At first glance, Moral Foundations Theory might not seem to explain the responses to the lockdown very well. After all, the anti-lockdown protestors are overwhelmingly conservative (though they comprise a tiny minority of the conservative population, most of whom are supportive of the lockdown). Aren’t these right-wing protestors defying government authority and disregarding sanctity by willfully exposing themselves to the risk of contracting the coronavirus? In other situations they’d be the first to tell people to “Follow the rules,” or to be careful what to allow inside their bodies.
In other situations these right-wing protestors would be the first to tell people to “Follow the rules.”
But it should be noted that their group’s ultimate authority, President Donald Trump, has repeatedly expressed skepticism about the severity of the COVID-19 outbreak, cast doubt on medical expertise, and lamented the damage the lockdown is doing to the economy, culminating in his incendiary tweets to “Liberate Minnesota.” Protestors may be defying the authority of their governors, police, and health experts, but at the same time are also obeying the wishes of a higher authority – President Trump. They might be disregarding sanctity by increasing their chances of catching or spreading COVID-19, but they’re also protecting one of their most sacred values (limited government). By protesting, they also demonstrate loyalty to their group’s precepts (belief in limited government and their Dear Leader), as well as assert their liberty against what they deem illegitimate authorities (governors and medical experts) trying to tell them what to do.
By contrast, liberals are now the ones “following the rules” by staying home and abiding by sensible lockdown orders, their rebellious instincts of their liberty foundation superseded by their concern for the vulnerable in their care foundation.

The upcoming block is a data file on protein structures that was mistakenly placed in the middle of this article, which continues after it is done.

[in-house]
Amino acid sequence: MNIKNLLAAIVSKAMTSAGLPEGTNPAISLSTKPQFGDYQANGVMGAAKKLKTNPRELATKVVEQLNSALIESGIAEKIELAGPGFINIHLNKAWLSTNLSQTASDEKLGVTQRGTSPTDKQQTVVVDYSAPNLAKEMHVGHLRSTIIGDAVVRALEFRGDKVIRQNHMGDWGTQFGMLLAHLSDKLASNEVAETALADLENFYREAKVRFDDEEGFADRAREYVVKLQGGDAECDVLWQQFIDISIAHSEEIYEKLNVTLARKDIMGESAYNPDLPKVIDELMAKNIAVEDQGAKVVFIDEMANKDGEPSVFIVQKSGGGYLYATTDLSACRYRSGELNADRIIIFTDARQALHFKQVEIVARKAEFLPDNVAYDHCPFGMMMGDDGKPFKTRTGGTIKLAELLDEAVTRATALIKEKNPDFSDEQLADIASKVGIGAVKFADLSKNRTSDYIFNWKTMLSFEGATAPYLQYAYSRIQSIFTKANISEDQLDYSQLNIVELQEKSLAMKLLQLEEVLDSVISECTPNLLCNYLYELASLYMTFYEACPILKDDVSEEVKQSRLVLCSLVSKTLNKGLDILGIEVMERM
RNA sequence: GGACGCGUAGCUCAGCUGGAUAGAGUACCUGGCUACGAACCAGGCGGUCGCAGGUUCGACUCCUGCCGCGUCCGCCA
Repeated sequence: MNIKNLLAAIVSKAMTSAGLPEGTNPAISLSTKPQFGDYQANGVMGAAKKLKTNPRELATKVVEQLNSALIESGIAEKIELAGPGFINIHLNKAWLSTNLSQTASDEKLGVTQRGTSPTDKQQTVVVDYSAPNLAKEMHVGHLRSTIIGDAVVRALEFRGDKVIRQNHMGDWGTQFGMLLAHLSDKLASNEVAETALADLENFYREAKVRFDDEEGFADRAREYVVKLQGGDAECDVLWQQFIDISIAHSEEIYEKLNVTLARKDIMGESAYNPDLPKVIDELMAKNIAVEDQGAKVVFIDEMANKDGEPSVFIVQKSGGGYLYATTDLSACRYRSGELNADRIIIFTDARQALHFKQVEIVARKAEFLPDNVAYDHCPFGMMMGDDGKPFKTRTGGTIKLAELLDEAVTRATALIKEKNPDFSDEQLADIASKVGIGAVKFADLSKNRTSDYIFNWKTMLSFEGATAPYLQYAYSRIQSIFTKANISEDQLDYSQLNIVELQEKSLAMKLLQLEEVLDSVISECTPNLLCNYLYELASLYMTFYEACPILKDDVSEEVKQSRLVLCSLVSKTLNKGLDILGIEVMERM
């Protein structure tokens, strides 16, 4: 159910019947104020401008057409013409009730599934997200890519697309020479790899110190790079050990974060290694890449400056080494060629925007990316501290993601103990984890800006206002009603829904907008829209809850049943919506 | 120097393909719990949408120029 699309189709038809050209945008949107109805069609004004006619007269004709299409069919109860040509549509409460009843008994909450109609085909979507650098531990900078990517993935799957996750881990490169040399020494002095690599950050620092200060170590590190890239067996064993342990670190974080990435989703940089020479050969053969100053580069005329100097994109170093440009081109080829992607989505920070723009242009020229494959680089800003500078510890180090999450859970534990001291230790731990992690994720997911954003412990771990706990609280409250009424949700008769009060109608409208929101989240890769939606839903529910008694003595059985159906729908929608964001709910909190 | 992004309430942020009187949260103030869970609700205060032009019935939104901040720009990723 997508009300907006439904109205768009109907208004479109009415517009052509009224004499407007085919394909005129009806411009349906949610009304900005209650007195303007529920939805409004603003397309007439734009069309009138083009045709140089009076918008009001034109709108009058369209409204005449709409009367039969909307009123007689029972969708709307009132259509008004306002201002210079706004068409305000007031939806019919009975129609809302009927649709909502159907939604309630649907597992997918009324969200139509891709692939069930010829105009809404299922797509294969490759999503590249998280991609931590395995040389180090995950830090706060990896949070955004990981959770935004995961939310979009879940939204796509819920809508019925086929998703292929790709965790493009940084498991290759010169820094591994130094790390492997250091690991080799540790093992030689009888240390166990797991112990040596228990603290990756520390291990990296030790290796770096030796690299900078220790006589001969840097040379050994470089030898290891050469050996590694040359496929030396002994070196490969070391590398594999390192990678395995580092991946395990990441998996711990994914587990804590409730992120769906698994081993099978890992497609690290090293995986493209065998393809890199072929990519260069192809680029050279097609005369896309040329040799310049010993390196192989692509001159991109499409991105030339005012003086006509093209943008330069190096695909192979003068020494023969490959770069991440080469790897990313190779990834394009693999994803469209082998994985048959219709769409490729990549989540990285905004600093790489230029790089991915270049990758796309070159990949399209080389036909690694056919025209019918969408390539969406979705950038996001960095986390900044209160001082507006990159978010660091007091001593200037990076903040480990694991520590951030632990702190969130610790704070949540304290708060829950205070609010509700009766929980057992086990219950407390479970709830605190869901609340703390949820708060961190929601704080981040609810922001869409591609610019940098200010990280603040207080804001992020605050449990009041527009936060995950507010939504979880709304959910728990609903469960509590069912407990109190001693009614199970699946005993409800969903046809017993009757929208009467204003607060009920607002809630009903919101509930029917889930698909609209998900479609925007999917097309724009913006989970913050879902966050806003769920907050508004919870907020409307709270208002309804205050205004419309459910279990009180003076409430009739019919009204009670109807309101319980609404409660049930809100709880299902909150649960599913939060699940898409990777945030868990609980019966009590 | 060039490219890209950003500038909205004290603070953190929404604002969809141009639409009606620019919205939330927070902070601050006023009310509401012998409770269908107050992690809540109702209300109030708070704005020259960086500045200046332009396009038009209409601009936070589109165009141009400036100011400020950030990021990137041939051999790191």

Both liberals and the conservative protestors seem to believe their behavior is moral. But what is moral to a liberal may not be the same as what is moral to a conservative because they focus on different moral foundations (or different aspects of them). Much of the misunderstanding between them is due to these inherent differences.
What is moral to a liberal may not be the same as what is moral to a conservative because they focus on different moral foundations (or different aspects of them).
These are difficult times for everyone, but it’s important for all citizens to reach across the political aisle and try to find common ground. Instead of trying to appeal to conservative protestors in terms of care for the vulnerable and “the common good,” perhaps liberals should appeal to them in terms of the things they care most about, for example, reminding them that whilst they feel compelled to be loyal to their group, they owe a higher loyalty to a larger group (the United States) and the welfare of their fellow citizens, or that carrying and spreading diseases like the coronavirus is somewhat gross, or that in exercising their right to assemble in disregard of social distancing advice they’re jeopardizing others’ right to life. Perhaps then they’ll be able to unite against the common foe that is the virus.